NHS England: Children Will No Longer Receive Puberty Blockers Unless In Clinical Trials

Ministers Debate Proposals For Foundation Hospitals
LONDON - MAY 7: The National Health Service logo is shown on the wall outside St Thomas's Hospital May 7, 2003 in London, England. Britain's Health Secretary Alan Milburn is trying to convince critics of his foundation hospital plans ahead of a House of Commons vote. Milburn has told MPs the NHS had to change to keep pace with the modern world. (Photo by Scott Barbour/Getty Images)
(Photo by Scott Barbour/Getty Images)

OAN’s Abril Elfi
4:57 PM – Tuesday, March 12, 2024

England’s National Health Service (NHS) has stated that children will be prohibited from receiving puberty blockers at gender identity clinics. 


From this point forward, puberty blockers will now only be available to children who join clinical research trials. 

Puberty blockers pause the physical, hormonal changes of puberty, such as breast development or facial hair. 

The NHS claims that there are currently less than 100 teenagers using puberty blockers in the country, and they will be allowed to keep receiving their medication.

The decision was made in response to a public consultation on the matter and an independent evaluation of gender identity services for children under 18 that NHS England commissioned in 2020.

The review, headed by Dr. Hilary Cass, was prompted by an increase in referrals to the Tavistock and Portman NHS Foundation Trust’s Gender Identity Development Service (Gids).

There were over 5,000 referrals to Gids in 2022, up from less than 250 a whole decade prior.

Two new NHS services—at Liverpool’s Alder Hey Children’s Hospital and London’s Great Ormond Street Hospital—will launch in early April in response to one major center’s closure.

In an interim report released in February 2022, Dr. Cass suggested that regional services be established in order to “provide better support for young people.”

According to the NHS, children who attend these clinics will receive clinical expertise in mental health, pediatrics, and neurodiversity, “resulting in a holistic approach to care.”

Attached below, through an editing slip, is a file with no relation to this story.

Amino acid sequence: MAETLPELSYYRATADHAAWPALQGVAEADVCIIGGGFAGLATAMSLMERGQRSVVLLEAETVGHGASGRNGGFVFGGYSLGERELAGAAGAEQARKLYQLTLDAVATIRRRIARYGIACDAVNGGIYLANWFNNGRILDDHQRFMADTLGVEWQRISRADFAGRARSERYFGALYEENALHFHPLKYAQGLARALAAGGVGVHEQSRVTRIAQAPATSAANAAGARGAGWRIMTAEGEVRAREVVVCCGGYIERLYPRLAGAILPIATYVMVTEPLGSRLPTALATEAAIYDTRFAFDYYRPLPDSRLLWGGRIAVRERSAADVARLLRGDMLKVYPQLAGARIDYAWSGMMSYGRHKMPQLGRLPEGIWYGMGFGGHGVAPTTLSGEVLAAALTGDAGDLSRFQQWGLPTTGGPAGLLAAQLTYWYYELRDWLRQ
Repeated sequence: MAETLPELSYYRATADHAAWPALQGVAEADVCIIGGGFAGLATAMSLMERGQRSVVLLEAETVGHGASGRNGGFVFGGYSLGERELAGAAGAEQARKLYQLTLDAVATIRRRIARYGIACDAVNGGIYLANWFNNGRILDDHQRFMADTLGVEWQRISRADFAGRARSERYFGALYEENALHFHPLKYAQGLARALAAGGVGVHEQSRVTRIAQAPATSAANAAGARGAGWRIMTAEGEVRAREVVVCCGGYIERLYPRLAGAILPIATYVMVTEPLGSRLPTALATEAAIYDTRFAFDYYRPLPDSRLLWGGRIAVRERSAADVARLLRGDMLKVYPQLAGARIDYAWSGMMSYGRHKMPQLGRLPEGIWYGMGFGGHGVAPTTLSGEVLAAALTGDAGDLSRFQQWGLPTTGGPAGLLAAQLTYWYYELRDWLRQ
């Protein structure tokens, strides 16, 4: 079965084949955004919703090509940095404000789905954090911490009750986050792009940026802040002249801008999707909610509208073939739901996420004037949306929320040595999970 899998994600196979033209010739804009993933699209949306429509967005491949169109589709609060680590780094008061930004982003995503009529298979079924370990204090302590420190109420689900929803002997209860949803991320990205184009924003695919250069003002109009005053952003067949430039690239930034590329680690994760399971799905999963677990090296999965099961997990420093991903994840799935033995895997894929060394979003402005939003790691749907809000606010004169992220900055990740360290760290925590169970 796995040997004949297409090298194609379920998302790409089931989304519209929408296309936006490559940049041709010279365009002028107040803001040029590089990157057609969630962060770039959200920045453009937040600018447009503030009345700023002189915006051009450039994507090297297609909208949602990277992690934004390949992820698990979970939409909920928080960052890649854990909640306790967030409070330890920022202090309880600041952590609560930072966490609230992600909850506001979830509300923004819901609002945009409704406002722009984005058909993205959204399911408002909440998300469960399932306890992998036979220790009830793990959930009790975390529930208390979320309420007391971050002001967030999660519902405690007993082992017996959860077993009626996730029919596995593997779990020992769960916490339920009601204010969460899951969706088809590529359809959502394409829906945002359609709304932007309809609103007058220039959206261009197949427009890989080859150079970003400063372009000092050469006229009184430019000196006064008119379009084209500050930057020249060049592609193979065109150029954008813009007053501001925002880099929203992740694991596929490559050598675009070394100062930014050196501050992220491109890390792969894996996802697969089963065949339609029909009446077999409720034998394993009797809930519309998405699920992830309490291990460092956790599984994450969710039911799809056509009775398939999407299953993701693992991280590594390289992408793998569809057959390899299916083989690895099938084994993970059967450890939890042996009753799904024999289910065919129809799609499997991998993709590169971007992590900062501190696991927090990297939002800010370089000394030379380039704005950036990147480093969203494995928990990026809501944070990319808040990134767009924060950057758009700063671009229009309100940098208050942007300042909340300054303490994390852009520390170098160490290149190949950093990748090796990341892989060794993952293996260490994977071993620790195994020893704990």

It is anticipated that approximately 250 patients from Gids will be moved to the new clinics upon their opening, and an additional 5,000 children and youth are currently on the waiting list for referral to the new clinics.

In addition, Dr. Cass drew attention to the pause of long-term research and data on the outcome of prescribing these kind of medications to children.

“We have always been clear that children’s safety and well-being is paramount, so we welcome this landmark decision by the NHS,” Health Minister Maria Caulfield said. “Ending the routine prescription of puberty blockers will help ensure that care is based on evidence, expert clinical opinion and is in the best interests of the child.”

“Given that the debate is often very polarized, so too were the responses to the consultation,” John Stewart, national director of specialized commissioning at NHS England, told the press. “Many people said the policy didn’t go far enough in terms of still allowing potential access [to puberty blockers] through research, and others saying clearly they disagreed fundamentally and that these should be routinely available to everyone who believes they need it.”

“This is just the first step in building a regional model,” he added. “Over the next year to two years, our aim is to establish between seven and eight specialist centers, including the north and the south hubs.”

It is believed that NHS England plans to implement a study on the use of puberty blockers by December 2024. However, the study’s eligibility requirements have not yet been determined.

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